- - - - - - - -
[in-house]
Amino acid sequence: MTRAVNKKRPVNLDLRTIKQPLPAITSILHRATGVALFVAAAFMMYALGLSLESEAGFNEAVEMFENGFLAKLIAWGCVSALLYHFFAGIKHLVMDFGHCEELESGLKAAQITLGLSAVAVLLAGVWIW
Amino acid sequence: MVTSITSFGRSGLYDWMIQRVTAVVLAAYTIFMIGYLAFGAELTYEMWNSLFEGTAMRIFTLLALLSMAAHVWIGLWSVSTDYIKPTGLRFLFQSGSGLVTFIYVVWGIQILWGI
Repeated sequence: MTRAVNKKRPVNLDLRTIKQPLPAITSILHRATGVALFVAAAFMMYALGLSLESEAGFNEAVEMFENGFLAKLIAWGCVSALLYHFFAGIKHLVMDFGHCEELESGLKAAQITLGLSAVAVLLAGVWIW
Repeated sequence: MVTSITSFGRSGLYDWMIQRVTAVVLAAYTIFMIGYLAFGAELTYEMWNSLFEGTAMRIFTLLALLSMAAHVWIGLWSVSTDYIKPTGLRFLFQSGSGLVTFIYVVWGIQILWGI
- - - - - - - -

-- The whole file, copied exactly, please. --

[in-house]
Amino acid sequence: MTRAVNKKRPVNLDLRTIKQPLPAITSILHRATGVALFVAAAFMMYALGLSLESEAGFNEAVEMFENGFLAKLIAWGCVSALLYHFFAGIKHLVMDFGHCEELESGLKAAQITLGLSAVAVLLAGVWIW
Amino acid sequence: MVTSITSFGRSGLYDWMIQRVTAVVLAAYTIFMIGYLAFGAELTYEMWNSLFEGTAMRIFTLLALLSMAAHVWIGLWSVSTDYIKPTGLRFLFQSGSGLVTFIYVVWGIQILWGI
Repeated sequence: MTRAVNKKRPVNLDLRTIKQPLPAITSILHRATGVALFVAAAFMMYALGLSLESEAGFNEAVEMFENGFLAKLIAWGCVSALLYHFFAGIKHLVMDFGHCEELESGLKAAQITLGLSAVAVLLAGVWIW
Repeated sequence: MVTSITSFGRSGLYDWMIQRVTAVVLAAYTIFMIGYLAFGAELTYEMWNSLFEGTAMRIFTLLALLSMAAHVWIGLWSVSTDYIKPTGLRFLFQSGSGLVTFIYVVWGIQILWGI